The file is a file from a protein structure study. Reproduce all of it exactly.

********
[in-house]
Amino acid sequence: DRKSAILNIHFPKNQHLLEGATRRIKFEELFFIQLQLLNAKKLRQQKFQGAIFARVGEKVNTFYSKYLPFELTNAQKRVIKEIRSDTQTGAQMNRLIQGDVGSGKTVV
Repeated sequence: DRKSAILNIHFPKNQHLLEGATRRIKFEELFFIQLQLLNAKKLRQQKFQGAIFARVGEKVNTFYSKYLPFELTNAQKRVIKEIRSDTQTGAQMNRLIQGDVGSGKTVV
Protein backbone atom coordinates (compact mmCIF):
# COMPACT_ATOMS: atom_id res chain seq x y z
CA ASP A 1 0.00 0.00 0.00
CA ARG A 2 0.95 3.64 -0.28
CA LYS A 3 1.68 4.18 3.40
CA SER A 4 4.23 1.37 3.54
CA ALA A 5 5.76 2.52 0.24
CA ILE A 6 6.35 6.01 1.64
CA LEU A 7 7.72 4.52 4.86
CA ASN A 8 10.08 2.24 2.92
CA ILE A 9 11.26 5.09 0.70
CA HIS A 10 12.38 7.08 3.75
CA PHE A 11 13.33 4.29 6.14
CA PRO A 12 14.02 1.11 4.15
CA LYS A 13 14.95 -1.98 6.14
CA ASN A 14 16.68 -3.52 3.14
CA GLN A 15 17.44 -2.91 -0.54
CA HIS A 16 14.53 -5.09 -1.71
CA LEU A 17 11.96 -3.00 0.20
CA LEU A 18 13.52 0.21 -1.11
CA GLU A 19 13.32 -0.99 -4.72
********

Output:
[in-house]
Amino acid sequence: DRKSAILNIHFPKNQHLLEGATRRIKFEELFFIQLQLLNAKKLRQQKFQGAIFARVGEKVNTFYSKYLPFELTNAQKRVIKEIRSDTQTGAQMNRLIQGDVGSGKTVV
Repeated sequence: DRKSAILNIHFPKNQHLLEGATRRIKFEELFFIQLQLLNAKKLRQQKFQGAIFARVGEKVNTFYSKYLPFELTNAQKRVIKEIRSDTQTGAQMNRLIQGDVGSGKTVV
Protein backbone atom coordinates (compact mmCIF):
# COMPACT_ATOMS: atom_id res chain seq x y z
CA ASP A 1 0.00 0.00 0.00
CA ARG A 2 0.95 3.64 -0.28
CA LYS A 3 1.68 4.18 3.40
CA SER A 4 4.23 1.37 3.54
CA ALA A 5 5.76 2.52 0.24
CA ILE A 6 6.35 6.01 1.64
CA LEU A 7 7.72 4.52 4.86
CA ASN A 8 10.08 2.24 2.92
CA ILE A 9 11.26 5.09 0.70
CA HIS A 10 12.38 7.08 3.75
CA PHE A 11 13.33 4.29 6.14
CA PRO A 12 14.02 1.11 4.15
CA LYS A 13 14.95 -1.98 6.14
CA ASN A 14 16.68 -3.52 3.14
CA GLN A 15 17.44 -2.91 -0.54
CA HIS A 16 14.53 -5.09 -1.71
CA LEU A 17 11.96 -3.00 0.20
CA LEU A 18 13.52 0.21 -1.11
CA GLU A 19 13.32 -0.99 -4.72